Divorce is traumatic even when it is amicable and desired by both parties. In Florida, there are unique laws that govern a dissolution of marriage. The law states that no divorce will be granted unless both parties agree that the marriage is irretrievably broken, or one party is adjudged to be mentally incapacitated for a term of at least three years prior to the filing. If there is a minor child of the marriage, the court will mandate counseling and parenting classes to try to affect a reconciliation. If this is not possible and the court finds the marriage is irretrievably broken, matters become more complex.
Florida’s divorce laws have been tweaked and refined over the years to preserve or repair marriages and to safeguard family relationships. The court feels it is in the best interests of all parties to amicably settle disputes and mitigate the financial impact of divorce and other potential harm on spouses and children of the marriage. Even when there are no minor children – either because they are adults or there were no children in a long-term marriage – questions of support need to be answered and settled.
When a person dies, their property automatically becomes an estate that needs to be divided according to their stated wishes, or in the absence of a will and testament undergo an equitable division adjudicated by the probate court. When a marriage dies, all of the marital property accrued over the term of marriage – including during the process of dissolution – becomes an estate as well. This distinction applies to all property or assets accrued from the date of the marriage no matter which partner holds title to them. There are exceptions to this rule that include inheritances, gifts, family businesses, and retirement accounts or pensions.
There are two tracks for divorces in Florida. The simplified version has eligibility requirements that must be met.
The regular form of dissolution is more complicated and must be filed when there are minor children of the marriage, adopted children, or children of the marriage as yet unborn. Either spouse begins the process by filing for dissolution of marriage alleging that the marriage is irretrievably broken and setting out their needs in the division of the marital estate. The responding spells must file an answer within 20 days of service and may also counterpetition with any issues they wish to address.
Florida is an “equitable distribution state” – but that doesn’t mean splitting the marital estate right down the middle 50-50. The court must factor in contributions to the marital estate including those of the stay-at-home spouse in raising children and keeping house. Likewise, the future economic opportunities of both parties must be considered in the financial impact of divorce, including the effect of putting off education and career to raise children, care for family members, and keeping house.
Even when there are no longer minor children in the home, the duration of time spent as a stay-at-home parent will be accounted for by the court. Becoming a long-term stay-at-home parent often causes spouses to forgo educational opportunities and professional advancement, significantly impacting their future earning potential in their ability to support themselves. Both parties in the divorce are required to provide financial statements to the court so that the court may consider how to affect equitable distribution.
A word of warning. If the marriage has been rocky for some time, the court will not be amused or lenient if either party has been flagrant in willfully depleting the marital estate or accruing debt in hopes of negating any financial award or obtaining a higher settlement amount.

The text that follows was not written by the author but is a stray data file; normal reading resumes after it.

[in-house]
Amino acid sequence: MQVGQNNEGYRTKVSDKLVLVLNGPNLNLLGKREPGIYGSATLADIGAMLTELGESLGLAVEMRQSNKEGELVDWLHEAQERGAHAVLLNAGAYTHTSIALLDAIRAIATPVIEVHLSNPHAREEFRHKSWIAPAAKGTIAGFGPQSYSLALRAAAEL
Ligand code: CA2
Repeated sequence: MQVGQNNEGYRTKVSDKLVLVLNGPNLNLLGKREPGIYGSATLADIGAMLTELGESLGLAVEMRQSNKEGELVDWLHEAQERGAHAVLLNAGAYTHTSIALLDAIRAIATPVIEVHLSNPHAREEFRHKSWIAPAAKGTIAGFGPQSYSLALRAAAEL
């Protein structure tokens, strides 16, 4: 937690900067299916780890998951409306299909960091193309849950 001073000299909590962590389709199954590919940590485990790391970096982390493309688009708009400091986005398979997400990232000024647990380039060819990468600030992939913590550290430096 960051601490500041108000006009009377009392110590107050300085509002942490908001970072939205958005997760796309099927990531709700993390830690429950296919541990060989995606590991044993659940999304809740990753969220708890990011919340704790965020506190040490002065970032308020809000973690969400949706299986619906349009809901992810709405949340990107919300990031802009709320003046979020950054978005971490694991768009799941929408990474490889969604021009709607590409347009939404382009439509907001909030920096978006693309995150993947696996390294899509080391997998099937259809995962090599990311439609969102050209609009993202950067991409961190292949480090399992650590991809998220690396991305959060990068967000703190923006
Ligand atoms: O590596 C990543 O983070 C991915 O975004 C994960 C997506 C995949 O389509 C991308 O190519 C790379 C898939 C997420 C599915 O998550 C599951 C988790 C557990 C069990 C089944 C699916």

Just as with the estate of a deceased person, the estate of the marriage must pay any creditors. Debt incurred prior to the marriage whether student loans, personal loans, medical expenses, mortgages, or credit card debt are not part of the marital state. Only debts accrued from the date of the marriage are considered marital debts. In the case of a mortgage on the marital home or mutual ownership of motor vehicles, this debt may be restructured to make one spouse the sole owner and debtor.
A prenuptial agreement is not an automatic out from the regular divorce process. The court will review the document and determine as to whether or not the provisions in the document should stand. If the document does not meet the standards of Florida law, it will not be worth the paper that it’s written on.
Part of the financial impact of divorce comes from separating finances upon filing for divorce. Both parties should establish separate credit cards and separate bank accounts at different financial institutions. Likewise, both parties will need to update insurance and estate planning to reflect the end of the marriage. There are also cases in which there are marital assets to divide, but the debts accrued in the marriage are overwhelming. This circumstance is considered to be an insolvent estate and both parties should consider filing for bankruptcy prior to seeking to dissolve the marriage.
The emotional and financial impact of divorce can seem overwhelming, even when amicable. Facing marital difficulties and financial difficulties at the same time adds another layer of difficulty to an already stressful time. At Van Horn Law Group, we understand that and the difficulties that it can cause within a marriage. We also understand that an insolvent marital estate needs to be dealt with prior to beginning a divorce. We will work with both parties for the best possible result and in the best interests of everyone involved. Your first consultation in our Fort Lauderdale or West Palm Beach office is absolutely free, and we are open Monday through Saturday to sit down and help you through it. We will even see you on Sunday by appointment only.
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